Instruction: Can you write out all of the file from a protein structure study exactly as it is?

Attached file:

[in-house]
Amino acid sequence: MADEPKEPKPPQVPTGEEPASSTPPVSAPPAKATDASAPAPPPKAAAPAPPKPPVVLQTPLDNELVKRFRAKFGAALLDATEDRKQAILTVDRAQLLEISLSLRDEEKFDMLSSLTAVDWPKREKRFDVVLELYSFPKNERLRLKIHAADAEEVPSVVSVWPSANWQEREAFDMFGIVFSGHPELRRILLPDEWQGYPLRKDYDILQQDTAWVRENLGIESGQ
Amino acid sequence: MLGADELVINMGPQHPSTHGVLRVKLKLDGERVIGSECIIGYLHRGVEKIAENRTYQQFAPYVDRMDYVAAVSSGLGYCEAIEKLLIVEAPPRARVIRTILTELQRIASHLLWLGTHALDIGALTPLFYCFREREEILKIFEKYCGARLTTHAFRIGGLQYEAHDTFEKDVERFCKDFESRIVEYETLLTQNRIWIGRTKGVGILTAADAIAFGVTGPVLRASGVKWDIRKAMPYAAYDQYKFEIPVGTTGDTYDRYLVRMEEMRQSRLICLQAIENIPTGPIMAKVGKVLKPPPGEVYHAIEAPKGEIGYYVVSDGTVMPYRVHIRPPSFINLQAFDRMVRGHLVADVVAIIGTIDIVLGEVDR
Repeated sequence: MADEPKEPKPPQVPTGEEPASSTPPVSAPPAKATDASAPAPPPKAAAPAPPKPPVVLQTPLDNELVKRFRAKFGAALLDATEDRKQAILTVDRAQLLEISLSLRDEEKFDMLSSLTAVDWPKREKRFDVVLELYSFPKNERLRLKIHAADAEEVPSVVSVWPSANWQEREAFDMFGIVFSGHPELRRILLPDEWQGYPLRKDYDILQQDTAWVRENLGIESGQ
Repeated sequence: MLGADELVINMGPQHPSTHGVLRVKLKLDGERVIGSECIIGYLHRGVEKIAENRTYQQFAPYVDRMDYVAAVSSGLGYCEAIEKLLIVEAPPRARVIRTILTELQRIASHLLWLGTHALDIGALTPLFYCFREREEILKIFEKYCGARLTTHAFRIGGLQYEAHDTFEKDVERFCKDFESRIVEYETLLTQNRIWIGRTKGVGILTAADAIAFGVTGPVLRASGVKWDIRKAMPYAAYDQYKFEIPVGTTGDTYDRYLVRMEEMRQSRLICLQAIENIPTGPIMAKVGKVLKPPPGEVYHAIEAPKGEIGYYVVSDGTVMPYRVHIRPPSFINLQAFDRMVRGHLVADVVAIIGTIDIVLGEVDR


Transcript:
[in-house]
Amino acid sequence: MADEPKEPKPPQVPTGEEPASSTPPVSAPPAKATDASAPAPPPKAAAPAPPKPPVVLQTPLDNELVKRFRAKFGAALLDATEDRKQAILTVDRAQLLEISLSLRDEEKFDMLSSLTAVDWPKREKRFDVVLELYSFPKNERLRLKIHAADAEEVPSVVSVWPSANWQEREAFDMFGIVFSGHPELRRILLPDEWQGYPLRKDYDILQQDTAWVRENLGIESGQ
Amino acid sequence: MLGADELVINMGPQHPSTHGVLRVKLKLDGERVIGSECIIGYLHRGVEKIAENRTYQQFAPYVDRMDYVAAVSSGLGYCEAIEKLLIVEAPPRARVIRTILTELQRIASHLLWLGTHALDIGALTPLFYCFREREEILKIFEKYCGARLTTHAFRIGGLQYEAHDTFEKDVERFCKDFESRIVEYETLLTQNRIWIGRTKGVGILTAADAIAFGVTGPVLRASGVKWDIRKAMPYAAYDQYKFEIPVGTTGDTYDRYLVRMEEMRQSRLICLQAIENIPTGPIMAKVGKVLKPPPGEVYHAIEAPKGEIGYYVVSDGTVMPYRVHIRPPSFINLQAFDRMVRGHLVADVVAIIGTIDIVLGEVDR
Repeated sequence: MADEPKEPKPPQVPTGEEPASSTPPVSAPPAKATDASAPAPPPKAAAPAPPKPPVVLQTPLDNELVKRFRAKFGAALLDATEDRKQAILTVDRAQLLEISLSLRDEEKFDMLSSLTAVDWPKREKRFDVVLELYSFPKNERLRLKIHAADAEEVPSVVSVWPSANWQEREAFDMFGIVFSGHPELRRILLPDEWQGYPLRKDYDILQQDTAWVRENLGIESGQ
Repeated sequence: MLGADELVINMGPQHPSTHGVLRVKLKLDGERVIGSECIIGYLHRGVEKIAENRTYQQFAPYVDRMDYVAAVSSGLGYCEAIEKLLIVEAPPRARVIRTILTELQRIASHLLWLGTHALDIGALTPLFYCFREREEILKIFEKYCGARLTTHAFRIGGLQYEAHDTFEKDVERFCKDFESRIVEYETLLTQNRIWIGRTKGVGILTAADAIAFGVTGPVLRASGVKWDIRKAMPYAAYDQYKFEIPVGTTGDTYDRYLVRMEEMRQSRLICLQAIENIPTGPIMAKVGKVLKPPPGEVYHAIEAPKGEIGYYVVSDGTVMPYRVHIRPPSFINLQAFDRMVRGHLVADVVAIIGTIDIVLGEVDR